Commercial farming of tigers and pangolins in Myanmar risks ‘boosting demand’

Confiscated pieces of ivory in Myanmar
Confiscated pieces of ivory, Myanmar, October 4, 2018, photo: Reuters/Myo Kyaw Soe

Myanmar has suddenly changed a law allowing the commercial farming of tigers, pangolins and other endangered species. Conservationists have warned that this change risks further fuelling demand in China for rare wildlife products.

The country is already a hub for the illegal trafficking of wildlife, a trade driven by demand from neighboring China and worth an estimated $20 billion worldwide.

In June, Myanmar’s Forest Department quietly gave the green light to private zoos to apply for licenses to breed 90 species, more than 20 of which are endangered or critically endangered.

It was an unexpected move that caught conservation groups off-guard but was explained by the Forest Department as a way to help reduce poaching of wild species and illegal breeding.

But conservationists say commercial farming in the long-term legitimizes the use of endangered species and fuels market demand.

“Commercial trade has been shown to increase illegal trade in wildlife by creating a parallel market and boosting overall demand for wild animal products,” conservation groups World Wildlife Fund (WWF) and Fauna & Flora International (FFI) said in a joint statement.

Breeding Siamese crocodiles for their skin
Tigers appear on the list alongside pangolins, elephants, various species of vulture and the Irrawaddy dolphin, of which only a few dozen remain in the wild in the country. The critically endangered Siamese crocodile can now even be bred for its meat and skin.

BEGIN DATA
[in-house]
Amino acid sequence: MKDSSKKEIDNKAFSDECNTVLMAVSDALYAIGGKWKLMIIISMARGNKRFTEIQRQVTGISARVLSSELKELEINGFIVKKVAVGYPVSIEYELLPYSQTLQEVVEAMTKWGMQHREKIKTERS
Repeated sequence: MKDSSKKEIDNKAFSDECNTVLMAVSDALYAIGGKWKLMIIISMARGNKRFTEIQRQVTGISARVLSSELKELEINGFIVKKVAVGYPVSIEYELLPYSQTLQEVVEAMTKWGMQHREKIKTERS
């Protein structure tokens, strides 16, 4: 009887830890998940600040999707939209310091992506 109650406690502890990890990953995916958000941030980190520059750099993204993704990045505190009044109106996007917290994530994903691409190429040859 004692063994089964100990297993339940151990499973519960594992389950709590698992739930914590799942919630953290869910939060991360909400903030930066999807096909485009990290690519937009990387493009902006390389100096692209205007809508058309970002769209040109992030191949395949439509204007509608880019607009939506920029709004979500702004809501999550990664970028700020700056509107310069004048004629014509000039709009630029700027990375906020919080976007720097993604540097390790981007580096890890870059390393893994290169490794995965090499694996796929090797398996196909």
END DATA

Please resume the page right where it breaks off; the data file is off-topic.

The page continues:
Experts also fear that Myanmar’s lack of capacity to regulate the trade increases the risk of disease spillover to humans from animals and might even cause the ‘next COVID-19’.

John Goodrich from global wild cat conservation organization Panthera warned farming can also “provide a means for laundering wild specimens”, complicating efforts to control the trade.

The Convention on International Trade in Endangered Species (CITES) does allow captive breeding of certain endangered species, but only under strict regulation.

But Myanmar’s ability to police the trade is disputed, say environmental groups, who fear the country risks following in the footsteps of Thailand, Laos and Vietnam, which have lost much of their wildlife.

Conservationists fear the rule change risks undermining all the progress Myanmar had made in recent years to end the illegal wildlife trade.

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